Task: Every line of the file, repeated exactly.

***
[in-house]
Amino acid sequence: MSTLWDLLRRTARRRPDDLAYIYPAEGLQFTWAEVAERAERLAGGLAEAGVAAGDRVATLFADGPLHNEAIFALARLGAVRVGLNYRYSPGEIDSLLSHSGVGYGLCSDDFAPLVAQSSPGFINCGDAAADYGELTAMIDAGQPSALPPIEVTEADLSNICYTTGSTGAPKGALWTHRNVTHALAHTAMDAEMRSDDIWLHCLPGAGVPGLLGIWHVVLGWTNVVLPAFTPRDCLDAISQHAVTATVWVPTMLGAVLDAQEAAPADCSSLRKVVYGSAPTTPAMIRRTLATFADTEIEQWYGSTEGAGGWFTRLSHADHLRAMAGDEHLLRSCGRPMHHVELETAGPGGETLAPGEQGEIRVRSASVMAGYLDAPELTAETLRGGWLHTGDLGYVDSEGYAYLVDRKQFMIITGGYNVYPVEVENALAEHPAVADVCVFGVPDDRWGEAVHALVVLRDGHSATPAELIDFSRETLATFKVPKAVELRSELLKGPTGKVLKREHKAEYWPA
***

[in-house]
Amino acid sequence: MSTLWDLLRRTARRRPDDLAYIYPAEGLQFTWAEVAERAERLAGGLAEAGVAAGDRVATLFADGPLHNEAIFALARLGAVRVGLNYRYSPGEIDSLLSHSGVGYGLCSDDFAPLVAQSSPGFINCGDAAADYGELTAMIDAGQPSALPPIEVTEADLSNICYTTGSTGAPKGALWTHRNVTHALAHTAMDAEMRSDDIWLHCLPGAGVPGLLGIWHVVLGWTNVVLPAFTPRDCLDAISQHAVTATVWVPTMLGAVLDAQEAAPADCSSLRKVVYGSAPTTPAMIRRTLATFADTEIEQWYGSTEGAGGWFTRLSHADHLRAMAGDEHLLRSCGRPMHHVELETAGPGGETLAPGEQGEIRVRSASVMAGYLDAPELTAETLRGGWLHTGDLGYVDSEGYAYLVDRKQFMIITGGYNVYPVEVENALAEHPAVADVCVFGVPDDRWGEAVHALVVLRDGHSATPAELIDFSRETLATFKVPKAVELRSELLKGPTGKVLKREHKAEYWPA